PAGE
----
Collection: Elisha Kent Kane Papers (Mss.B.K132)

Inuit
Alternate forms: Eskimo
Language(s): English
Date: 1908-1929
Extent: 3 folders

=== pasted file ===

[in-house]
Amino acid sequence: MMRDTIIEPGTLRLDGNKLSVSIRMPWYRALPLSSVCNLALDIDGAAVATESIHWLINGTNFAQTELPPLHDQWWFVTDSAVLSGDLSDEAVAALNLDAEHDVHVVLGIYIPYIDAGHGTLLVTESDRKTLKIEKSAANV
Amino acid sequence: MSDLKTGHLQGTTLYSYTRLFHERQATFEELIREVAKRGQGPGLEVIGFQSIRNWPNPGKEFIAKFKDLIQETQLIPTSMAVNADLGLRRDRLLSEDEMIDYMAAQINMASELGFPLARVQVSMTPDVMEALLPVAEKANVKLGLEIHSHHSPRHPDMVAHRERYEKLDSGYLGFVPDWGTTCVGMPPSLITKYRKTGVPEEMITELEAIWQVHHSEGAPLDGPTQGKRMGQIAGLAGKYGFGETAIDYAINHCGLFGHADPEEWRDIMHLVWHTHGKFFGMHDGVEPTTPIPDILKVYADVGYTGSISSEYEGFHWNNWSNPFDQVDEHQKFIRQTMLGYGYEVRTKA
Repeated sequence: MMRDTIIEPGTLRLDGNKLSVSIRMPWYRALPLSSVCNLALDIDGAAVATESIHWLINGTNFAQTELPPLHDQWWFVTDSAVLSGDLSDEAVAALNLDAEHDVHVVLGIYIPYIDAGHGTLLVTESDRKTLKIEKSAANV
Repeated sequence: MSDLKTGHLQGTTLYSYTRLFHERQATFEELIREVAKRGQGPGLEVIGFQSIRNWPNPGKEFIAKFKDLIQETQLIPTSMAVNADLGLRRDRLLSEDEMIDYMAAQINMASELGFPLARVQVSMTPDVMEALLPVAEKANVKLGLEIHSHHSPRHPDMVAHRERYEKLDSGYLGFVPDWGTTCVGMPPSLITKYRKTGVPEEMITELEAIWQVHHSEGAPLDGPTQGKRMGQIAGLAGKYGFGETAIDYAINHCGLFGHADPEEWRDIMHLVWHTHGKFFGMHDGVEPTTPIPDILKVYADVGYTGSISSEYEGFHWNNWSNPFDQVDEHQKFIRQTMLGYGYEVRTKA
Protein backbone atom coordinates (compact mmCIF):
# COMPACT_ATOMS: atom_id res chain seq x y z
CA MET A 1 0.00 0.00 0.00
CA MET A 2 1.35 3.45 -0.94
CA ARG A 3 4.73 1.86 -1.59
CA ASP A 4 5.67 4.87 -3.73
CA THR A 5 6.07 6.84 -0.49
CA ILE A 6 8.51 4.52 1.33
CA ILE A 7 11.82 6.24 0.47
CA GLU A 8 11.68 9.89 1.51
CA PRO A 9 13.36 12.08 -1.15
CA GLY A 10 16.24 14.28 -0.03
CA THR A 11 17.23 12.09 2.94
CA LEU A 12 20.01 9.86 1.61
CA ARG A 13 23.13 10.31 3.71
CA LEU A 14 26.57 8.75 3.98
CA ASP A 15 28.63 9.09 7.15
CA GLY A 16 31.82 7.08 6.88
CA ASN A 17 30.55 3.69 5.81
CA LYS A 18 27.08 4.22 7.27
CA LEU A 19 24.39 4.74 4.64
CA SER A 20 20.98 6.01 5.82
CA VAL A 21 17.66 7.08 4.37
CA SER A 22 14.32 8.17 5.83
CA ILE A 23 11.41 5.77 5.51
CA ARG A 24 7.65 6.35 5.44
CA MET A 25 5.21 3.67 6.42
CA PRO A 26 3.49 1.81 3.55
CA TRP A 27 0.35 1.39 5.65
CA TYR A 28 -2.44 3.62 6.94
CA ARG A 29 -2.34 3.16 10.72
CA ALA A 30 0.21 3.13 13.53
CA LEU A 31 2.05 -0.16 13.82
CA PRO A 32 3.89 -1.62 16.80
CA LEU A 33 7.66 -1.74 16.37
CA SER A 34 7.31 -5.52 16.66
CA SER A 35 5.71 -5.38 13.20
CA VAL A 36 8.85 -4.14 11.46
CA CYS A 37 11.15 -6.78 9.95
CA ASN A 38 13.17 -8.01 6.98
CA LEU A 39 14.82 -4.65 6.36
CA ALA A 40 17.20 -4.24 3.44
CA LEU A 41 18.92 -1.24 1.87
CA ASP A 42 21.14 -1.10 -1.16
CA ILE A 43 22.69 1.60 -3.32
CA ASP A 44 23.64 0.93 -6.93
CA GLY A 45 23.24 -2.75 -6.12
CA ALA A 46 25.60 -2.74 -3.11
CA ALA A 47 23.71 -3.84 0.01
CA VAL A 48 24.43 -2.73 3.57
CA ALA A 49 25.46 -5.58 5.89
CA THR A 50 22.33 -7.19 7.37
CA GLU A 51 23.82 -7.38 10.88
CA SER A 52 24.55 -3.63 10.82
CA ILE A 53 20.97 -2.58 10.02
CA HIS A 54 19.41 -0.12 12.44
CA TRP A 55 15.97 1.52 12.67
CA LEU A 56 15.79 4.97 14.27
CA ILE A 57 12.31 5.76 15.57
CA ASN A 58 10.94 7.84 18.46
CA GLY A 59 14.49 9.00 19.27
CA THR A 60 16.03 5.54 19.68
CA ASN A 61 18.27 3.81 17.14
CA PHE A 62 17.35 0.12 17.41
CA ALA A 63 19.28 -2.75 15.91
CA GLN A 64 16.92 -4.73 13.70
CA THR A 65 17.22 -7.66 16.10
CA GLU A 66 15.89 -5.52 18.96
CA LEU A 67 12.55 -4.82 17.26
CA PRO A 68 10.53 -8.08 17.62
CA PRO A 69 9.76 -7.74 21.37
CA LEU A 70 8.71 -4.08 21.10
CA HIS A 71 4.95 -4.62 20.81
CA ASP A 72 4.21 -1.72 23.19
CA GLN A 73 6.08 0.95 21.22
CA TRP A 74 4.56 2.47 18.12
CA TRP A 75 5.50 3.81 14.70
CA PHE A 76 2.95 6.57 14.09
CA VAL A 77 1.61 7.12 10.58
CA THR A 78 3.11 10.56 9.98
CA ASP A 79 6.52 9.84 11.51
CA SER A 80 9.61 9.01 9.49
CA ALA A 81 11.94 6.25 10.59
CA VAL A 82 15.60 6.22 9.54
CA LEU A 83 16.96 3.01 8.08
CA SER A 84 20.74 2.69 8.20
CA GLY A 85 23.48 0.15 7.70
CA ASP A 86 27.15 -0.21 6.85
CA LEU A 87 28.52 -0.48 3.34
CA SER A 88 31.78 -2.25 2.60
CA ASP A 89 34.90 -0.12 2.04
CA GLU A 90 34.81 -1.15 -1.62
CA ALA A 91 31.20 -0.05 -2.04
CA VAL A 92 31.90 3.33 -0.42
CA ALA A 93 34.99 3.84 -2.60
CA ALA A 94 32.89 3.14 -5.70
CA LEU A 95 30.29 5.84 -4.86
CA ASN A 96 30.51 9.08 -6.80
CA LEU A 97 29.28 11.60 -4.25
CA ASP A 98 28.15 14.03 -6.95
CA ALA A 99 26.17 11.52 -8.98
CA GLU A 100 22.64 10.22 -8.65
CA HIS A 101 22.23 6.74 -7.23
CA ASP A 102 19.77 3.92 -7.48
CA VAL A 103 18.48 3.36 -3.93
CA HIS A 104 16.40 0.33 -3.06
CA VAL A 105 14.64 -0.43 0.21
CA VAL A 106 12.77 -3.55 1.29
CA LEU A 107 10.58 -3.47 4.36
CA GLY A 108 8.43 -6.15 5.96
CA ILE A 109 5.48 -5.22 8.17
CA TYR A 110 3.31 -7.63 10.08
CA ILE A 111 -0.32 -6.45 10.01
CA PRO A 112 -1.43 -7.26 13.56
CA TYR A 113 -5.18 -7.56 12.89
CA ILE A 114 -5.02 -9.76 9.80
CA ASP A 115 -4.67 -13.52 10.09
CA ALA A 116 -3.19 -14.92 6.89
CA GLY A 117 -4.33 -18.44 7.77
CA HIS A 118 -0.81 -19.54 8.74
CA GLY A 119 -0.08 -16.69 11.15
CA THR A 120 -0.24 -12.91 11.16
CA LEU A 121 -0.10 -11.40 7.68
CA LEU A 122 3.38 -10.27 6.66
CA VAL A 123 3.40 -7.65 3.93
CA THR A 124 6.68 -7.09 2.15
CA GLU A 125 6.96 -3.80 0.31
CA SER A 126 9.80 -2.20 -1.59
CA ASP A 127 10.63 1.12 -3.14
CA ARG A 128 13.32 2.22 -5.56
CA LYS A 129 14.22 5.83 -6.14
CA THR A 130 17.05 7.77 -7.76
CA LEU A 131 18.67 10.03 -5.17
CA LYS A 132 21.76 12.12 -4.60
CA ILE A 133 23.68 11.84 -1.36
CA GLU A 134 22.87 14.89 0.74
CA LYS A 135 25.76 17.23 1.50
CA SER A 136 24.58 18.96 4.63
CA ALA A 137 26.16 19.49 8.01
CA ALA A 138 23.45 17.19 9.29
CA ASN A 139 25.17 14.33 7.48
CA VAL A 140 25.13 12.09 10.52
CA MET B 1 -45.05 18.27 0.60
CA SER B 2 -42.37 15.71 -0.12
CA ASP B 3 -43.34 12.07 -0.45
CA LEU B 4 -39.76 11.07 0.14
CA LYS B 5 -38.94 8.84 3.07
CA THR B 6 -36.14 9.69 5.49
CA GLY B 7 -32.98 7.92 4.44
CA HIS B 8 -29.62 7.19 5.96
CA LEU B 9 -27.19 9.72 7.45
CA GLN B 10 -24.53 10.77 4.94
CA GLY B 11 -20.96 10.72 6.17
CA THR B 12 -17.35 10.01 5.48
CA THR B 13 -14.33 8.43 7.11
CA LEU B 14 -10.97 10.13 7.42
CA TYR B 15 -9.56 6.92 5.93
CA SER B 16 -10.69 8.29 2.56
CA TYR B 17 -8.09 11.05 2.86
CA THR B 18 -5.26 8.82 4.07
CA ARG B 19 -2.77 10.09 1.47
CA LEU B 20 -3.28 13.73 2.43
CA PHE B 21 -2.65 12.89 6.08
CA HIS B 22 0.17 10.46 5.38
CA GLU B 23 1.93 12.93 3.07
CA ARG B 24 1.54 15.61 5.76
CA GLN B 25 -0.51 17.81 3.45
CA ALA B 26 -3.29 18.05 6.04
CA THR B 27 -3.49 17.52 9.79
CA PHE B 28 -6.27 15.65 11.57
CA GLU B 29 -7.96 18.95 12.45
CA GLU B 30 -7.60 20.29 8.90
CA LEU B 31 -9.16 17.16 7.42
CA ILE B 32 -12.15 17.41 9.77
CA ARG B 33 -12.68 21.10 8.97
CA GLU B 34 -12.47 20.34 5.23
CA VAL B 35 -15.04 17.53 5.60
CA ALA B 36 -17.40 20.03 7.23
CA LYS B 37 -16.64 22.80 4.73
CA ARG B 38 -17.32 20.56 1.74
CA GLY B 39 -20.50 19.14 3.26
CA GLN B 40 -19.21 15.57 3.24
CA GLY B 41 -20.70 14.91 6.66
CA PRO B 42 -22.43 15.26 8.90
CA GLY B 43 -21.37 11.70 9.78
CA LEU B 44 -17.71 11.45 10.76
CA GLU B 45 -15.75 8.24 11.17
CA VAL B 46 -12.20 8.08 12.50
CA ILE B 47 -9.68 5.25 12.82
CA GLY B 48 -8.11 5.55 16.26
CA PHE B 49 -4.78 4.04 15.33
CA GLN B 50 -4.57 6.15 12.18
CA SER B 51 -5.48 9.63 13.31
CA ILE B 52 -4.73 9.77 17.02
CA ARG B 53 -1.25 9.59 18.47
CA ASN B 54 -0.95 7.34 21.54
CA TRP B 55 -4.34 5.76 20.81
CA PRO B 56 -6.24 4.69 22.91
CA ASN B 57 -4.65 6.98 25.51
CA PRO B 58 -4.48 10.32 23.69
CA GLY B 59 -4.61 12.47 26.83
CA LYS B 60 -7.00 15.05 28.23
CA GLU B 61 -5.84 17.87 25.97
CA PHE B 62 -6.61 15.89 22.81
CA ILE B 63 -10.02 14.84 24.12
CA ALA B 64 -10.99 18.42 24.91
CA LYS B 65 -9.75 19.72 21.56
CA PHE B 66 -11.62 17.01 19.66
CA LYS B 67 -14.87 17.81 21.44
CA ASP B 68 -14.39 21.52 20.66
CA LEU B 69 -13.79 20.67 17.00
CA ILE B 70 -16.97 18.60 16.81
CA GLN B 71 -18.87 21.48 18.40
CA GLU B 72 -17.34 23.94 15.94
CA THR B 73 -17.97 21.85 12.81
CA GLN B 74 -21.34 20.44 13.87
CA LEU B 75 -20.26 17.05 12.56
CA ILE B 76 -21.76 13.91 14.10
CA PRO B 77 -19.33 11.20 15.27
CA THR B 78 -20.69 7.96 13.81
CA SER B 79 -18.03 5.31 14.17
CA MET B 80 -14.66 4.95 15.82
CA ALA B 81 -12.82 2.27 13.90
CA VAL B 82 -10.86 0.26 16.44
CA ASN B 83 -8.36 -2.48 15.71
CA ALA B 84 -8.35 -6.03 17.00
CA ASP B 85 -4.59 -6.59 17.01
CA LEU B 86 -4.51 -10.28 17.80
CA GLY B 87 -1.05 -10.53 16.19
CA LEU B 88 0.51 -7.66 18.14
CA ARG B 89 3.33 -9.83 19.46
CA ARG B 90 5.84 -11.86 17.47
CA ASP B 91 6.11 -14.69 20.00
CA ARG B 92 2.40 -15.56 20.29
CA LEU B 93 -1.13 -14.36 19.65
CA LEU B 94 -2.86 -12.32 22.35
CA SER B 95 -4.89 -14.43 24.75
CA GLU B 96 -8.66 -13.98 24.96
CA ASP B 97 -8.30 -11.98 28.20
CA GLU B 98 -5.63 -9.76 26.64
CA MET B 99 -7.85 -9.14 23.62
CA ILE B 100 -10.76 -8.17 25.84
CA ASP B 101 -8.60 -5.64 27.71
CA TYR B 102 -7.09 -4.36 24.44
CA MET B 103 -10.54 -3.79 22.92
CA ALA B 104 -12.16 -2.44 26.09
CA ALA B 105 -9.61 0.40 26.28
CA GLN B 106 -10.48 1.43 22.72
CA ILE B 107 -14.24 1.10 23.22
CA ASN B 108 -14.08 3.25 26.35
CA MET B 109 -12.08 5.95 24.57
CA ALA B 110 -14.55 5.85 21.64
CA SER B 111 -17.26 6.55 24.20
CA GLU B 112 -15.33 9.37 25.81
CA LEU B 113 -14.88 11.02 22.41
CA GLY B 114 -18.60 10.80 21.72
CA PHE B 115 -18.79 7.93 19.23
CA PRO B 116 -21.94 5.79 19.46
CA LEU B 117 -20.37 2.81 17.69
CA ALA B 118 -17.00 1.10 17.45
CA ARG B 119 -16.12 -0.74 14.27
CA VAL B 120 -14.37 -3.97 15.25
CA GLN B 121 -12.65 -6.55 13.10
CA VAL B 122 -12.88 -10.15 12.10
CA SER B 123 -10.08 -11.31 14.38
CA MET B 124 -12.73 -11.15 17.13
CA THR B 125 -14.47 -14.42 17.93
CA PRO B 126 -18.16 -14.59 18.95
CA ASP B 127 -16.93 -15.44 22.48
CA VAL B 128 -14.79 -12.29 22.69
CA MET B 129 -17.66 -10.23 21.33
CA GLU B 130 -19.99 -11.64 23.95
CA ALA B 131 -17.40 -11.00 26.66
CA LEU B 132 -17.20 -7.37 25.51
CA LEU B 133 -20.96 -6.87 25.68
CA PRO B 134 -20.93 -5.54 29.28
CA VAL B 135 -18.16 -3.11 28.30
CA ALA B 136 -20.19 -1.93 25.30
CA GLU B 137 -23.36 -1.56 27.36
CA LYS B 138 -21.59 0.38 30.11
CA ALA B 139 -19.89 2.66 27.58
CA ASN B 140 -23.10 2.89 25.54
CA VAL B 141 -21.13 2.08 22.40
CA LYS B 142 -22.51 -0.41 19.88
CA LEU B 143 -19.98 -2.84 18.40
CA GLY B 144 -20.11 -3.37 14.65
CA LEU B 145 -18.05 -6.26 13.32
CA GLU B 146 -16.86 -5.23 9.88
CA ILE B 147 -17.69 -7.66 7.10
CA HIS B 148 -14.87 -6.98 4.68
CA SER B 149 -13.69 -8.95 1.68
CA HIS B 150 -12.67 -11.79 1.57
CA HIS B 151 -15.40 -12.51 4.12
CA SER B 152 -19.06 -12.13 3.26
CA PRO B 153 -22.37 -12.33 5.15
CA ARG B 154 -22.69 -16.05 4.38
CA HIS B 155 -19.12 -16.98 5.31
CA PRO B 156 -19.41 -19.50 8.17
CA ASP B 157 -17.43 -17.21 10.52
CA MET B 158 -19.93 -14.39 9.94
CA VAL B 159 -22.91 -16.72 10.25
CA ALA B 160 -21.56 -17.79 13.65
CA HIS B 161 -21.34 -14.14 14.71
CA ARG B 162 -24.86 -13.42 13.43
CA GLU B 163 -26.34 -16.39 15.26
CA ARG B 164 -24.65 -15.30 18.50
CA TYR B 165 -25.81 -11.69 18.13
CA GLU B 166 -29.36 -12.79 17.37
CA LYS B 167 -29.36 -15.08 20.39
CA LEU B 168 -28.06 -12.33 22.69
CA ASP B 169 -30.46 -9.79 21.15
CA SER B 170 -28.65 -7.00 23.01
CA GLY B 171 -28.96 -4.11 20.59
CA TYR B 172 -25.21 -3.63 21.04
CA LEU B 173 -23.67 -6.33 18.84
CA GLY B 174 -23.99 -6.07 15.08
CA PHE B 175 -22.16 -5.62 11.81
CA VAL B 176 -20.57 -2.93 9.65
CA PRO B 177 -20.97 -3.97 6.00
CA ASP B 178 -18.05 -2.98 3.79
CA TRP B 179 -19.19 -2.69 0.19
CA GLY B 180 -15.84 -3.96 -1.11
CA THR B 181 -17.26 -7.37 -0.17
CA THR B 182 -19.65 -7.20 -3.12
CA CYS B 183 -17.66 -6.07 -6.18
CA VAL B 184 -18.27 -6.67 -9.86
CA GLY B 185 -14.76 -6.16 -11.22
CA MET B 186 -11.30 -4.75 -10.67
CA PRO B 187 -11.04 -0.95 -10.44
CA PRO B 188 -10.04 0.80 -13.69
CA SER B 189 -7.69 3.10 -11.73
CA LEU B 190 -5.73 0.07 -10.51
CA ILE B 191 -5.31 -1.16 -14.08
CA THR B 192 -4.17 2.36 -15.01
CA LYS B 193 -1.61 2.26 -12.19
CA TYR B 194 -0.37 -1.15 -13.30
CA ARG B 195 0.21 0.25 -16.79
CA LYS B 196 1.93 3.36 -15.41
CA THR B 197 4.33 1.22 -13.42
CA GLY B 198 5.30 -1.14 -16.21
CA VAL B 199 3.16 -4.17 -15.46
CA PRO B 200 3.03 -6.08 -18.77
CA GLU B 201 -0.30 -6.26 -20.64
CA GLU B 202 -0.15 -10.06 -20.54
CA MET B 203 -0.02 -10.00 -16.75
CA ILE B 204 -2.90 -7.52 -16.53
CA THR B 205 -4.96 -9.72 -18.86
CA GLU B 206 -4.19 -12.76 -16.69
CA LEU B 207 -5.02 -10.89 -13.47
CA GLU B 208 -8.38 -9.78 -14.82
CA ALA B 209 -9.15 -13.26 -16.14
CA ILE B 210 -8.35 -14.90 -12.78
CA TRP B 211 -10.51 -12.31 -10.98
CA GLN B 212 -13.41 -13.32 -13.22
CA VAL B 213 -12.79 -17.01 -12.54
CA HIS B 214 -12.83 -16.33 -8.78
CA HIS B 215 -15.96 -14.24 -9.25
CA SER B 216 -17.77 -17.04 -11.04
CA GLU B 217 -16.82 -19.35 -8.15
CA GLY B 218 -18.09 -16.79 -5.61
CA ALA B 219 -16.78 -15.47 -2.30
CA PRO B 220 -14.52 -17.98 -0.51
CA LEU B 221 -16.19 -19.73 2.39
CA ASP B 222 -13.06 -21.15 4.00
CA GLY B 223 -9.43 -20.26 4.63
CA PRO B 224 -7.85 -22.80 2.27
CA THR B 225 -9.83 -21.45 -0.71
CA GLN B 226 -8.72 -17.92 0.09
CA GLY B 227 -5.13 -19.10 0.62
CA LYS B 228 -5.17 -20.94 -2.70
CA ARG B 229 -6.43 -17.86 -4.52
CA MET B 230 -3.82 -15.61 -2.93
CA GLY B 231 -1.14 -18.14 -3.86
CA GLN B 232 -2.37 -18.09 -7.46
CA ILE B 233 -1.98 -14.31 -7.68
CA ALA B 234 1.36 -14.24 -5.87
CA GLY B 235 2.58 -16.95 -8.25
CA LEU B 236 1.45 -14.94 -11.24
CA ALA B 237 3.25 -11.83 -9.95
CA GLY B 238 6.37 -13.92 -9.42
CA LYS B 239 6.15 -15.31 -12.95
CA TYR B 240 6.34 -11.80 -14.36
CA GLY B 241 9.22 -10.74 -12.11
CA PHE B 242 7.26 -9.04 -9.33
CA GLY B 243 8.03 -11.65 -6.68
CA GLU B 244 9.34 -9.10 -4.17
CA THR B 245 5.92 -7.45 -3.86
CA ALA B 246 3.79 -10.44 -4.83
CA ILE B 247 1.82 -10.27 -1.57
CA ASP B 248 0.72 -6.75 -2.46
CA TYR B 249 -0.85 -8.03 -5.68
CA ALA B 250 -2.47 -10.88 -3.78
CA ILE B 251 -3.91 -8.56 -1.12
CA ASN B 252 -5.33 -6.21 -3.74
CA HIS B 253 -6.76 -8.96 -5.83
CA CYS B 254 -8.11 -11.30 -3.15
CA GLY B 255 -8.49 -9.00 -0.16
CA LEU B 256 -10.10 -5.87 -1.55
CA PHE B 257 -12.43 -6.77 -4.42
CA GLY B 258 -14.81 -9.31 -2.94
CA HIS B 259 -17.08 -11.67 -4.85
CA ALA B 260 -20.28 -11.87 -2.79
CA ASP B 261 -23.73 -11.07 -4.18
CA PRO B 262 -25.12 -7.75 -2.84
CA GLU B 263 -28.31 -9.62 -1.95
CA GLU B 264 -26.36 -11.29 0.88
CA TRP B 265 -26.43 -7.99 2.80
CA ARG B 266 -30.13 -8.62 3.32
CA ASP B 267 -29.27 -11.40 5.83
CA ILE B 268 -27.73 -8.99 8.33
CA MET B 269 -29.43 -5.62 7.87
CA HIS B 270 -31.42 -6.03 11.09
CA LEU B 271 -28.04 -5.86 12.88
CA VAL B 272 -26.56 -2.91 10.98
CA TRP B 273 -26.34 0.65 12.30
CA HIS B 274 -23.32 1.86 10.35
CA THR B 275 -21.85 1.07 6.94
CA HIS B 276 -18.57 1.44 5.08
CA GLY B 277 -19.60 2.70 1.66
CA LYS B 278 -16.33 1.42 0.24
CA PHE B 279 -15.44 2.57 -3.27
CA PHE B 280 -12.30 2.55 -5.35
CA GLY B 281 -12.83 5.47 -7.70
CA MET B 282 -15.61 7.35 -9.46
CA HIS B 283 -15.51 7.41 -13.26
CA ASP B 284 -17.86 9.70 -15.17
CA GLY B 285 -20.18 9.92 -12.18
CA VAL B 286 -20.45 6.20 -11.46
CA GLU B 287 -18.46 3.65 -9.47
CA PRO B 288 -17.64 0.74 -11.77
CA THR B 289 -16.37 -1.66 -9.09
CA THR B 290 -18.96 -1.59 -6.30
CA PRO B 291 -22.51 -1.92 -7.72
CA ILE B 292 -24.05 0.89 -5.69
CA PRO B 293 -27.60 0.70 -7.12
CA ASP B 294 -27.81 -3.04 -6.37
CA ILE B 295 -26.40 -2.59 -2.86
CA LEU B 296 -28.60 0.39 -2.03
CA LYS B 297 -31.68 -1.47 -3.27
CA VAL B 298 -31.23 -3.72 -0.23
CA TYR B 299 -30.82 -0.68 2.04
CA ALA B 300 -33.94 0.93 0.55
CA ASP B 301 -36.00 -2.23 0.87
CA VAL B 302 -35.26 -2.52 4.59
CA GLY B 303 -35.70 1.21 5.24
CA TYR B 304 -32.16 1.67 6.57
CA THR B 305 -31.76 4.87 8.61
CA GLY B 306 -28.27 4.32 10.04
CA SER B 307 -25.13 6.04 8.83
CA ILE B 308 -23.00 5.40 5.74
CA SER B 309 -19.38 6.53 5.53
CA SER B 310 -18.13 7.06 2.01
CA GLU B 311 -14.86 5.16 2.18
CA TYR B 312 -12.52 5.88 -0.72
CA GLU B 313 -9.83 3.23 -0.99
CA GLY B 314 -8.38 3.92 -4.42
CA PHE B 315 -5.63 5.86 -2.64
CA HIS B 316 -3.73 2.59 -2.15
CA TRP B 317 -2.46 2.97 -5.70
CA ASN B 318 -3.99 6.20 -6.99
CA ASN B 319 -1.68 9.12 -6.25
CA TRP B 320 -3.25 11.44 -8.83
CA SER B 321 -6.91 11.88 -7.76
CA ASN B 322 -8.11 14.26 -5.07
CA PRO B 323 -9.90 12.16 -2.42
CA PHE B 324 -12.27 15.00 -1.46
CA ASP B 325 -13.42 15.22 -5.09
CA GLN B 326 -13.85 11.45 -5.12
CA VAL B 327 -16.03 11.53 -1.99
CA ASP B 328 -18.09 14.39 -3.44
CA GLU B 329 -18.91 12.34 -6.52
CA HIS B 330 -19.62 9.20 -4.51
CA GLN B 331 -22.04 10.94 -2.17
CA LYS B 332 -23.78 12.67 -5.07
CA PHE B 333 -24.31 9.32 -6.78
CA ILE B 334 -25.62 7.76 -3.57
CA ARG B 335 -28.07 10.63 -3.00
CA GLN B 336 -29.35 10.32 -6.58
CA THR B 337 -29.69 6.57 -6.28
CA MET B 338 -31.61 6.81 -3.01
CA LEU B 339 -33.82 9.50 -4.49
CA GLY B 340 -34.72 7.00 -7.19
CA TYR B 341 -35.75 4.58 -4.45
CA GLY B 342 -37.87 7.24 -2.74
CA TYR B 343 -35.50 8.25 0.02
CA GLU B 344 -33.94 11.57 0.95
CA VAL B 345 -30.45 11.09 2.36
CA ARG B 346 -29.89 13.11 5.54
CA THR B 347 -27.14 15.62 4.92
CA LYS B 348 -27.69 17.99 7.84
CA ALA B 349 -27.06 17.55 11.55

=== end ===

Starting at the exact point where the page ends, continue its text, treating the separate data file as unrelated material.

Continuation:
Description: The Eugenics Record Office Records consist of 330.5 linear feet of materials relating to the ERO, founded in 1910 for the study of human heredity and as a repository for genetic data on human traits. The Eugenics Record Office Papers (1670-1964) contain trait schedules, newspaper clippings, manuscript essays, pedigree charts, article abstracts, reprints, magazine articles, bibliographies, photographs, hair samples, postcard pictures, card files, and some correspondence which document the projects of the Eugenics Record Office during the thirty-four years of its operation. There are Inuit (formerly Eskimo) materials located in Series I. Trait Files. These include Folder "A:974 x 98. Caucasian x Eskimo" (1927), which contains correspondence (with sketches) of Herbert B. Wentz, M.D. to Harry H. Laughlin of the Eugenics Research Association, largely about the occurence of pigmentation in children of white and Native parents, but also with Wentz's descriptions of the unfair treatment toward Native Alaskans in medicine, education, and the reindeer industry. Folder "A:979 x 80. Caucasian - Eskimo" (1919) contains a single, brief anecdotal paragraph about an Inuit woman married to a white man. Folder "A:9798. Eskimos" (1908-1929) contains several newspaper clippings and articles (from Harpers, World's Work, The Literary Digest, The New York Times, etc.) relating to the Inuit, including Vilhjalmr Stefansson's article "Wintering Among the Eskimos"; newspaper clippings showing Mrs. Frank E. Kleinschmidt sharing a meal with Inuit women and children, Mrs. Kleinschmidt with an Inuit hunter, and an Inuit girl; Robert J. Flaherty's article "Wetalltooks' Islands: How the Remarkable Information and Native Map of One Wetalltook, an Esquimo, Suggested the Belcher Island Expedition" (with photos); Flaherty's article "How I Flimed 'Nanook of the North'" (with photos); "Knud Rasmussen's Artic Odyssey: The First of Two Articles by the Leader of the Fifth Thule Expedition" (with photos); William A. Thomas's "Health of a Carnivorous Race: A Study of the Eskimo"; a New York Times spread on Earl Rossman's expedition in Nunivak (with photos); Stefansson's "The 'Blond' Eskimos"; "Eskimos Under their Skin, as seen by Rasmussen" (with photos); and three pages of references to mentions of Eskimos in medical journals, two from the Journal of Immunology, Baltimore and one from Ugeskrift for Laeger, Copenhagen.